Keeping it Green in Dining Halls
March 13, 2012
By Stephanie Thara
Salad bars are no longer the only way students can get their daily dose of green in their dorm experience. Dining halls around CSU campuses are turning into healthy, fresh and eco-friendly hubs of sustainable eating and green education.
How food is purchased, how waste is managed and how food is served is taken into consideration when developing sustainable techniques. Campuses are transforming their food services by buying/growing local and organic ingredients, going tray-free to save energy and water, using biodegradable and minimal packaging, composting waste and much more.
The ways CSU campuses have greened up their food services include:
Chico State’s Whitney Dining collects compostable food waste, uses trash bags and packaging that are recycled plastic and encourages students to bring their own cups by offering a 30-cent discount on drinks around campus.
Did you know that if you switch to vegetarianism, your carbon footprint can decrease by 1.5 tons of carbon dioxide per year? CSU Monterey Bay offers Meatless Mondays, a fully stocked salad bar with fresh locally grown produce and food stations that offer vegetarian or vegan options.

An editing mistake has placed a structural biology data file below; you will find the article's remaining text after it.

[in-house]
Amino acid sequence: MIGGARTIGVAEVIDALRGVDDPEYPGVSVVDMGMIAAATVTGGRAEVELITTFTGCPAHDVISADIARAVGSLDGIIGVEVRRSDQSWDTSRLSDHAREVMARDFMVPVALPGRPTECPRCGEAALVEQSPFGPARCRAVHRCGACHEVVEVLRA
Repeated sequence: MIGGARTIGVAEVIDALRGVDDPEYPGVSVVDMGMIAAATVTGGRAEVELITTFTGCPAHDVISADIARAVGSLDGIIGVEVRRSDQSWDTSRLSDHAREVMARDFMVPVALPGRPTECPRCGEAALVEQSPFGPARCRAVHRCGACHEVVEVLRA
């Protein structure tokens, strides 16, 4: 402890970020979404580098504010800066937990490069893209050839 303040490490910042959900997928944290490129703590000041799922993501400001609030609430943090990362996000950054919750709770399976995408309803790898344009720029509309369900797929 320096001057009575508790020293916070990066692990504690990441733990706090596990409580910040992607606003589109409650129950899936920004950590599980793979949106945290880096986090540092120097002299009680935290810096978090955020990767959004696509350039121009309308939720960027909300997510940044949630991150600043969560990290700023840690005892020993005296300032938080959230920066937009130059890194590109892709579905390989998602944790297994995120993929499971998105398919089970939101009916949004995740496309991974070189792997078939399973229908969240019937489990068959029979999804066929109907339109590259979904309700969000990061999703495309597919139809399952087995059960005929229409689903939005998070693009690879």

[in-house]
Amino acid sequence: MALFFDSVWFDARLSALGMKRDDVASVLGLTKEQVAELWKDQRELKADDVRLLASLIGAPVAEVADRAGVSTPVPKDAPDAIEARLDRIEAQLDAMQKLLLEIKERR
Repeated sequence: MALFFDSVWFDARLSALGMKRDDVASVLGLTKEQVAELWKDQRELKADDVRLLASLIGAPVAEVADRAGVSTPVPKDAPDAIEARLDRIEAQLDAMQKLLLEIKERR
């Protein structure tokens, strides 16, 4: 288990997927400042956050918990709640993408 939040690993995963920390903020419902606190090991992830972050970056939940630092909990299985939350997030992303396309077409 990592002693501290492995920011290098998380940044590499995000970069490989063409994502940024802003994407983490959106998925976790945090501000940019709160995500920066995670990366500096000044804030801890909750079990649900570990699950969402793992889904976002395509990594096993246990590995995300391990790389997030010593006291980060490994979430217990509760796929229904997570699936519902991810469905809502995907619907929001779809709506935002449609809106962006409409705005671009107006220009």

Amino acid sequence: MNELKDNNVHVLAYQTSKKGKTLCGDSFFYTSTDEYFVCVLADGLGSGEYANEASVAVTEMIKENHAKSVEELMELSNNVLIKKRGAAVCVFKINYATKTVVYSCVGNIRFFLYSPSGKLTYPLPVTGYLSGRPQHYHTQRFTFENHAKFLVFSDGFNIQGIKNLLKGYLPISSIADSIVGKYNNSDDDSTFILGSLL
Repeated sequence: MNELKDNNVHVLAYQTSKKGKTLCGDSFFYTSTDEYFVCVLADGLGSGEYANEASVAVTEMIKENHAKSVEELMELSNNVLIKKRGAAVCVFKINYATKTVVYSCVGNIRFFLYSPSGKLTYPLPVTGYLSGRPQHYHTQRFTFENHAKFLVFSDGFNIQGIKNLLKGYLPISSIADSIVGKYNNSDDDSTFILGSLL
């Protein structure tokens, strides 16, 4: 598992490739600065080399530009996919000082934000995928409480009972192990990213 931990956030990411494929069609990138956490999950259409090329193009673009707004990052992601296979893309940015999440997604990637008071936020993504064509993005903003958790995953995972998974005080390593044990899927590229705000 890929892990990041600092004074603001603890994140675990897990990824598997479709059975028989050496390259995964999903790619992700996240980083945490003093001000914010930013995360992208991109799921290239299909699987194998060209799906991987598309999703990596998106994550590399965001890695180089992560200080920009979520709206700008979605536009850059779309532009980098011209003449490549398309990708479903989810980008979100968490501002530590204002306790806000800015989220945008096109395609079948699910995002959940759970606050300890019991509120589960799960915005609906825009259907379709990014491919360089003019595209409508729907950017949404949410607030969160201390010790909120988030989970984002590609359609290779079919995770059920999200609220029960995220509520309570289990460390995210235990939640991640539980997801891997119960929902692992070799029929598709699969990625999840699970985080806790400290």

Cal Poly Pomona’s Foundation Dining Services launched The Green Campaign to promote the use of recycled paper products and reduce food waste by implementing trayless dining halls.
Humboldt State's Dining Services purchases food directly from local farmers, which reduces the environmental impacts of transporting food. About 25 to 30 percent of HSU's items are purchased from local growers and food manufacturers.
CSU Bakersfield Dining converts used cooking oil into Biodiesel and has to-go containers and utensils that are fully biodegradable.
In 2011, Sacramento State went through a Dining Hall Refurbish where energy efficient upgrades were implemented, including installing Energy Star® appliances.
San Diego State Dining Services collects pre-consumer food waste in special bins which are then taken to a composting site where the food waste is mixed with yard waste to create compost.
University Dining Services has been working with Shone Farms to bring locally grown produce, wine and grass-fed beef to dining operations at Sonoma State University.